All solutions here are SUGGESTED. Mr. Teng will hold no liability for any errors. Comments are entirely personal opinions.

(i)
\frac{dy}{dx} = \frac{dy}{dt} \times \frac{dt}{dx}

\frac{dy}{dx} = 6t^{2} \times \frac{1}{6t}

\frac{dy}{dx} = t

Equation of tangent: y - 2t^{3} = t(x-3t^{2})

\therefore, y = tx - t^{3}

(ii)
Tangent at P: y = px - p^{3}

Tangent at Q: y = qx - q^{3}

px-p^{3} = qx - q^{3}

x(p-q) = p^{3} - q^{3}

x(p-q) = (p-q)(p^{2}+pq+q^{2})

x= p^{2}+pq+q^{2}

y = p(p^{2}+pq+q^{2}) - p^{3}

y = p^{2}q+pq^{2}

Since pq=-1, y = -p - q = - (p + q)

x = p^{2} + pq + q^{2}

x = p^{2} + 2pq + q^{2} - pq

x = (p+q)^{2} -pq

x = (-y)^{2} + 1

x= y^{2} + 1

\therefore, R ~\mathrm{lies~on~the~curve~} x=y^{2} + 1

(iii)
Equating the equations of both C and L,

x = y^{2} + 1

3t^{2} = (2t^{3})^{2} +1

4t^{6} - 3t^{2} +1 = 0

let t^{2} = w,

4w^{3} - 3w + 1 =0

Using GC, w = \frac{1}{2}

t^{2} = \frac{1}{2}

t = \frac{1}{\sqrt{2}} or - \frac{1}{\sqrt{2}} (\mathrm{rej~ since} y>0)

\therefore, x= \frac{3}{2}, y=\frac{1}{\sqrt{2}}~\Rightarrow M(\frac{3}{2}, \frac{1}{\sqrt{2}})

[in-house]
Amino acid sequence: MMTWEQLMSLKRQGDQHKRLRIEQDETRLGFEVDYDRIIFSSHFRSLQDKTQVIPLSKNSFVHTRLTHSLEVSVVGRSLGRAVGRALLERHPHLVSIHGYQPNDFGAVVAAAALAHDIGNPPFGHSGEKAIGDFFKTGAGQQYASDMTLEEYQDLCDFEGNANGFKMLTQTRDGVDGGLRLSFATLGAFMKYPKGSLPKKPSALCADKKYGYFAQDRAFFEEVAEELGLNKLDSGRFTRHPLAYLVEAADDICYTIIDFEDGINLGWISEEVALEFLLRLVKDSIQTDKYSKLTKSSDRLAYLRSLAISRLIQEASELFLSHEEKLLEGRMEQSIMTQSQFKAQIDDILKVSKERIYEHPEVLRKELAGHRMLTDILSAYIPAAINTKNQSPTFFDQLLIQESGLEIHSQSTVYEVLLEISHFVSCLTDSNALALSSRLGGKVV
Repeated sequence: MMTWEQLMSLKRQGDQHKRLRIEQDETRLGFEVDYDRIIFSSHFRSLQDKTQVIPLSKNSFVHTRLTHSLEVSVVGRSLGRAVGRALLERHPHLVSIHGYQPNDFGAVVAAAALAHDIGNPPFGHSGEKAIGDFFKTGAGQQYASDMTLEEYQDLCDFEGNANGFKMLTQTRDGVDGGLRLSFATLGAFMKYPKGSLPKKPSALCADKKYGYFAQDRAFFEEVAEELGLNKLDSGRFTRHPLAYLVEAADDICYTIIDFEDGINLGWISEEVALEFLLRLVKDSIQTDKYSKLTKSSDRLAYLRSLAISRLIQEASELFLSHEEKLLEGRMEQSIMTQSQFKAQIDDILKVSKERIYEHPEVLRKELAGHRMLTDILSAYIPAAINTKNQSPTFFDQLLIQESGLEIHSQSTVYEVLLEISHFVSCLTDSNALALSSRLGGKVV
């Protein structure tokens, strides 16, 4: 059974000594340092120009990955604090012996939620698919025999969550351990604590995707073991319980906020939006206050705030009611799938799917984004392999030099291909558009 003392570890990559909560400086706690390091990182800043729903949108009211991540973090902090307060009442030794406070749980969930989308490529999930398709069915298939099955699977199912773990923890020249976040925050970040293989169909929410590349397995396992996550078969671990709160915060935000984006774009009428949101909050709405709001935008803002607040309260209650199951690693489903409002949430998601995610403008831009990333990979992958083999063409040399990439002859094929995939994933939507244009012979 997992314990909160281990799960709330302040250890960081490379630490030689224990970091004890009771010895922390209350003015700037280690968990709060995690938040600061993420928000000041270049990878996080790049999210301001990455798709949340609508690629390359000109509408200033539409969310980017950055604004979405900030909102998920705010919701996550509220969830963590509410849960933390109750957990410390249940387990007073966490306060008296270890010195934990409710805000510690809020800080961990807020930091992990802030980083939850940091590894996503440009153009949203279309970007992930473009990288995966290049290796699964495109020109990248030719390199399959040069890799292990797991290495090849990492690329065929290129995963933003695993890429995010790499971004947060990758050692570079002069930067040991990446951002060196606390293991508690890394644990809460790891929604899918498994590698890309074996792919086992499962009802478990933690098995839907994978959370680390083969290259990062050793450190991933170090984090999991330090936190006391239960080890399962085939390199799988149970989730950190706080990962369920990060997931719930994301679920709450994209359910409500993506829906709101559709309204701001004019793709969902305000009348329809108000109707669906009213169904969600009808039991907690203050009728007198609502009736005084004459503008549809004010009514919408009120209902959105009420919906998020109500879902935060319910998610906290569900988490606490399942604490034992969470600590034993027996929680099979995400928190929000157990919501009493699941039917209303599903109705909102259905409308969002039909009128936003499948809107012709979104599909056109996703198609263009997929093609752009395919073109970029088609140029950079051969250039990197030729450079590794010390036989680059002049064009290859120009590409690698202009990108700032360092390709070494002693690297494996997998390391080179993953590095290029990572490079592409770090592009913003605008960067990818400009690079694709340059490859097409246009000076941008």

(iv)
\int_{0}^{1.5} 2t^{3} dx - \int_{1}^{1.5} \sqrt{x-1} dx

= \int_{0}^{\frac{1}{\sqrt{2}}} 2t^{3} (6t) dt - \int_{1}^{1.5} \sqrt{x-1} dx

= \int_{0}^{\frac{1}{\sqrt{2}}} 12t^{4} dt - \int_{1}^{1.5} \sqrt{x-1} dx

= \frac{12t^{5}}{5}\biggl|_0^{\frac{1}{\sqrt{2}}} - \frac{(x-1)^{1.5}}{1.5} \biggl|_1^{1.5}

= \frac{3}{5 \sqrt{2}} - \frac{1}{3 \sqrt{2}}

= \frac{4}{15 \sqrt{2}}

KS Comments:

This question is not difficult. The only problem I noticed is that students were panicking by the time they reached this question, partly due to the heavy weightage of this question. But panicking caused them to make further mistakes.

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